Drum Rugs and Mats
Rugs may seem like an odd accessory that you don’t really need; at least that’s what I thought at first. However, they’re something you really don’t want to sleep on (terrible pun). Now, while your room or house may have nice soft and furry carpet to keep your kit from moving around, the run-down DIY venue in Johnny’s basement down the road might not. I can’t count how many times I’ve showed up to a venue and have had to create a make-shift rug or put some massive cement block in front of my bass drum to stop it from moving. This can be super frustrating, because a lot of times you won’t even be able to do that. Now you are left with a kit laying down on a hard wet cement floor, causing your kit—stands and all—to move wherever they please.
Save yourself the time and pick up one of these carpets. There are a few out there, and most of them will get the job done. I usually lean towards On-Stage Drum Fire. This is mainly because its super compact, rolls right up and doesn’t get in my way. They also offer them in two different sizes to meet all of your large double bass drum needs.
Please look into mats and save yourself the hassle. One carpet can go a long way for a gig.
Drum Rugs We Recommend:
Before I begin this bit, I recommend you grab all of the crummy ear plugs you bought from your local convenience store and get rid of them. Put waste to their vile existence and free your ears. Those earplugs were not designed for playing music. Most of them are designed for shooting guns or mowing your precious lawn, so their sole purpose is to muffle and dampen the sound as much as possible. With that being said, if you put these on while playing live, they will cut out the frequencies you need/want to hear. That is why earplugs are so important, especially for a drummer. You take on arguably the most amount of volume to your ears as anyone in your band, so you need something that will protect your hearing while giving you a good balanced sound.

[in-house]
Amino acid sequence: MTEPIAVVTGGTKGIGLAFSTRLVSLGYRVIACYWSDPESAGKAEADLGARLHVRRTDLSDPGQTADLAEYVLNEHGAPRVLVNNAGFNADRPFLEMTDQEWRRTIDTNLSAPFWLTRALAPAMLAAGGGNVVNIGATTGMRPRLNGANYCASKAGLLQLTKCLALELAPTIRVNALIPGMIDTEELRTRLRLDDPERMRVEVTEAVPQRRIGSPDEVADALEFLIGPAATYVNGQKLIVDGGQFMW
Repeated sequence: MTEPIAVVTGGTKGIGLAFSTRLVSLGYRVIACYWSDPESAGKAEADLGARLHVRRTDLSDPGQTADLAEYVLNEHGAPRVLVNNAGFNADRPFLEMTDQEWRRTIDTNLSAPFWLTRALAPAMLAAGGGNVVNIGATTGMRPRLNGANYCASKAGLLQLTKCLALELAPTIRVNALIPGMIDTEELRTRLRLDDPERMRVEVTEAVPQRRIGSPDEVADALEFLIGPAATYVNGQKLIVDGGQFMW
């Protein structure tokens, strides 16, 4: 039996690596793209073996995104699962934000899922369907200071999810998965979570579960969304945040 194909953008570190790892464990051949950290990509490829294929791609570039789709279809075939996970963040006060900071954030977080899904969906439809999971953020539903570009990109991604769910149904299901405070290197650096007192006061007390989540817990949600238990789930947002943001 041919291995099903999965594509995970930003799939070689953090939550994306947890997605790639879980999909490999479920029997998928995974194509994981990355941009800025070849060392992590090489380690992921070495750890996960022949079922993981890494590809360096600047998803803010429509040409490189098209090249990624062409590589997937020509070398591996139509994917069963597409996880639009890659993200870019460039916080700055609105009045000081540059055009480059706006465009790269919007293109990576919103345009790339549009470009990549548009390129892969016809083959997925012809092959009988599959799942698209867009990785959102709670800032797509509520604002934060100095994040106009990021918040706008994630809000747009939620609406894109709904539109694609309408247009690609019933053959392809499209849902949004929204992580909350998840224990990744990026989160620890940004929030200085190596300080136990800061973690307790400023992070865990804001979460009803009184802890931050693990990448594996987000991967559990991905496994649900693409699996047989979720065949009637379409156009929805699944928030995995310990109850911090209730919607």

Like many other drum accessories, there are a lot of ear plugs to choose from. I would recommend checking out Earasers. These are great because they give you the ability to actually distinguish between the notes of your guitar players sparkly leads, while cutting down the volume of everything. They have found a way to eliminate the high frequencies without drowning out the sound. I use them all the time and they work perfectly for me.
Not everyone is the same however; you may enjoy more muffle then others, that’s why there are many different kinds out there to choose from. I’ve found that the Vic Firth High-Fidelity Ear Plugs work very well, but they muffle the sound a little more than I prefer. But if that’s what you’re looking for, I would scoop those up.
Ear Plugs We Recommend:
Top image credit: Robert Bejil via Flickr